• Requesting a verbal or written apology from a student 
  • Organising a restorative meeting between members of the community  
  • Providing students with an opportunity to serve the College in a way that rights a wrong (e.g. tidying up a room left in a messy state) 
  • Discussing concerns with parents (via email, phone call or meeting) 
  • Referring to a more senior member of staff in line with the graduated response Implementing a personalised behaviour plan (e.g. report card or contract overseen by HoS) 
  • Moving students to a different class group (in consultation with tutor, HoS, SLT) 
  • Contacting SLT for support with a behaviour concern 
  • Making use of supervised learning during a school day (internal suspension) or suspension (see Appendix 5)    


Behaviour Mark Codes
Distracting learning of others Racist Incident / Comment
Inadequate effort Bullying
Rudeness towards others Persistent comfort break
Use of inappropriate language
Persistent Lateness to Lessons
Uniform/Jewellery etc.
Physical contact/aggression
Equipment
Inappropriate use of device

Examples of consequences for specific behaviour concerns  

  • Confiscating (usually until the end of a half-term) student jewellery to temporarily remove the opportunity to make a poor choice by wearing it in College  
  • Temporarily restricting access (usually for one day) to / use of mobile devices (for breaches of the AUA) 
  • Using a standard uniform letter to remind students and parents of uniform expectations 
  • Directing students to attend Departmental / Faculty support sessions to complete overdue assignments 
  • Withdrawing students to HOD/HOF’s classroom to work if their behaviour is disruptive 
  • Withdrawing students to Student Support / ISN areas to self-regulate before returning to learning if their presentation becomes dysregulated  

Appendix 4 - Serious Incidents

On rare occasions, teachers may encounter a serious behaviour incident which makes them immediately concerned for the safety and wellbeing of one or more students. Such incidents may lead to suspension (see Appendix 5) and include physical assault and verbal abuse.  

Such incidents take immediate precedence over other activities and will require the support of other colleagues. Such incidents must be immediately referred to a member of SLT. 

When such an incident occurs, the first priority is the safety of any student who may have been harmed or otherwise made to feel unsafe. Any such student should be immediately removed from the context of the incident and taken by a member of staff to receive First Aid (if needed) and then to the office of a senior colleague (SLT or Head of School).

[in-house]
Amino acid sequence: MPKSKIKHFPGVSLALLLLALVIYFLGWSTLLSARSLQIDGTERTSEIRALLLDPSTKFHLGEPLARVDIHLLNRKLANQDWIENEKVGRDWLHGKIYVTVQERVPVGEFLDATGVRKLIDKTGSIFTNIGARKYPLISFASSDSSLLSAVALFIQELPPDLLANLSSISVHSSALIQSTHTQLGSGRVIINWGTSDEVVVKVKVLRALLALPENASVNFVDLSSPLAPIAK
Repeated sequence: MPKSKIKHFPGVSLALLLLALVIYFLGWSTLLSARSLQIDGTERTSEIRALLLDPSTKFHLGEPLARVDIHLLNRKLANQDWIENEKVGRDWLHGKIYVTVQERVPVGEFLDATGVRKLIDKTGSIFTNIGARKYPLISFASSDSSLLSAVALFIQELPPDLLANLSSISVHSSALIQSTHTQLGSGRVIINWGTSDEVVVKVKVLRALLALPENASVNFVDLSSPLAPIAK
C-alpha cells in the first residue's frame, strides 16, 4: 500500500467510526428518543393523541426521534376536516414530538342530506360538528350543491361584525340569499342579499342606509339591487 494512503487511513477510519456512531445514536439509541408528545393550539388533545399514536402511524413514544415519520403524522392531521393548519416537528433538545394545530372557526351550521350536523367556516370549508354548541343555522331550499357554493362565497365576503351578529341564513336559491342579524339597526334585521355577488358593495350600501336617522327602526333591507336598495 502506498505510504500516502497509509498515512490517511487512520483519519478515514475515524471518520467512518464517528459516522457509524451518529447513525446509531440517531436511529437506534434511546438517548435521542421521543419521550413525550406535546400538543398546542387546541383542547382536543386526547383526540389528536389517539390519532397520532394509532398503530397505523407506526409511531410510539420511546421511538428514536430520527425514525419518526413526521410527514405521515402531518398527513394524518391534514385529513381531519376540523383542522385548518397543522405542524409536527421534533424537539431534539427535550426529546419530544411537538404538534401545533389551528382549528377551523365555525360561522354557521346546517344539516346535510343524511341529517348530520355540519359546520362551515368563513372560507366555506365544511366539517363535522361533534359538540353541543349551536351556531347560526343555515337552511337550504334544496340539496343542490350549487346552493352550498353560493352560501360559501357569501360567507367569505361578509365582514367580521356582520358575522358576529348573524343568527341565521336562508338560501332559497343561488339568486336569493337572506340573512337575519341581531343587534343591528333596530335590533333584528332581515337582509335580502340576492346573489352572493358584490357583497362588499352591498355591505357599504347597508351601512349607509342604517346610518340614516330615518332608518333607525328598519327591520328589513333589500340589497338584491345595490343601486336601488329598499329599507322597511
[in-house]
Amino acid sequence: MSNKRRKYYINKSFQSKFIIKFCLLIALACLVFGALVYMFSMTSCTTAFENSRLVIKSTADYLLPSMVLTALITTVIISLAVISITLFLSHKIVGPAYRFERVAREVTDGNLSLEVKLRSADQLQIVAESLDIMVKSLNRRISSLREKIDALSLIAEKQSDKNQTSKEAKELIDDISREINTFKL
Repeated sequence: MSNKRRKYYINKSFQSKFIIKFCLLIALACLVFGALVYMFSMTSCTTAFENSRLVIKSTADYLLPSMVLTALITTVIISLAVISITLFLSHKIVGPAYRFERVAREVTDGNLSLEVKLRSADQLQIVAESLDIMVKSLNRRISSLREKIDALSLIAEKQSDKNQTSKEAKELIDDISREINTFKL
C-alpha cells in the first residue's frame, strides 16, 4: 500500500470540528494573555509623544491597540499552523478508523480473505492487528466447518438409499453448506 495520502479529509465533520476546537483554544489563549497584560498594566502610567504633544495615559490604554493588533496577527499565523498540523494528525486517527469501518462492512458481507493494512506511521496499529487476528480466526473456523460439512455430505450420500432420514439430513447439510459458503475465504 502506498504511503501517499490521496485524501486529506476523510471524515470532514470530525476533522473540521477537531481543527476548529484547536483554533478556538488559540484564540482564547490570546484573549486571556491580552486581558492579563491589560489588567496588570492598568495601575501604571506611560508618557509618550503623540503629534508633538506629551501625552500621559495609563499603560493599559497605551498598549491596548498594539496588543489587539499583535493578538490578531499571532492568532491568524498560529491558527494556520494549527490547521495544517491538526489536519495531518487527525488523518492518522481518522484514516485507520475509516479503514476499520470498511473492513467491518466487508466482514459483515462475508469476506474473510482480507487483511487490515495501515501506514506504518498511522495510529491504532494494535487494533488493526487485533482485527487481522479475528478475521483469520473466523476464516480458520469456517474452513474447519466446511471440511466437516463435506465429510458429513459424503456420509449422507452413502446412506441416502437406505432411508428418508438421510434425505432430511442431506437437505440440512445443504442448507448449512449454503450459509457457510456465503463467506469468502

Any students believed to be perpetrators of a serious incident (e.g. responsible for assaulting or verbally abusing another student) should also be taken (separately from any believed victim) by a member of staff to the office of a senior colleague (SLT or Head of School).

All students involved should be asked to provide written accounts (as soon as possible, keeping in mind the possibility of harm and distress) of their involvement in the incident to be passed to the member of SLT leading the response and investigation. The senior member of staff may also seek written accounts from students who witnessed, but were not otherwise involved in, the incident.

The parents of all students involved will be contacted as soon as possible and before the students return to lessons or leave College (as appropriate).

Appendix 5 - Suspension

Alternatives to suspension will always be sought, but a suspension may be a necessary, protective and supportive measure where there are serious instances of unacceptable behaviour.   

Suspension will be used in accordance with the principles of this policy, including prioritising the safety of all students and ensuring students are supported to reflect upon and to improve unacceptable behaviours whilst learning loss is minimised.   

Suspensions can be ‘internal’ (with students working in the offices of senior staff) or ‘external’.  


CYPES Exclusions policy outlines the following valid grounds for (external) suspension: 

  • Failure to follow school rules 
  • Verbal abuse to staff or another pupil 
  • Property (vandalism/damage) 
  • Physical assault on staff or another pupil, sexual misconduct 
  • Dangerous behaviour, bullying 
  • Drugs/Smoking/Vaping 


Suspension Procedures 

  • If an incident is considered to warrant suspension, the HoS or Assistant Headteacher will refer to the Principal or, if unavailable, the Vice Principal 
  • The Principal can suspend for 5 days in one period or 15 days total per term, using the CYPES Recommended Suspension Tariff 
  • A student will remain in College until the parent / guardian comes to the College to discuss the incident 
  • The College will confirm the details of the suspension to the parent/guardian in writing  
  • The Assistant Headteacher (Student Progress and Welfare) will log the suspension on SIMS  
  • Prior to beginning a period of suspension, students will have received learning resources and/or instructions relating to learning from the College 
  • After the suspension period is complete, a ‘return to school meeting’ will take place with a senior leader, parent / guardian and the student who was suspended 
  • If a parent / guardian has concerns about the suspension, they can discuss this with the Principal. If they remain concerned, they have the right to approach the Governing Body 
  • If the suspension is for five days or fewer, the parent / guardian can approach the Governing Body to determine whether the suspension was justified or not 
  • If the suspension is for more than five days, the parent / guardian can approach the Governing Body to request that their daughter is reinstated into the College 
  • Where suspension occurs at the same time as a student’s public examinations, arrangements will be made for the student to sit these examinations in College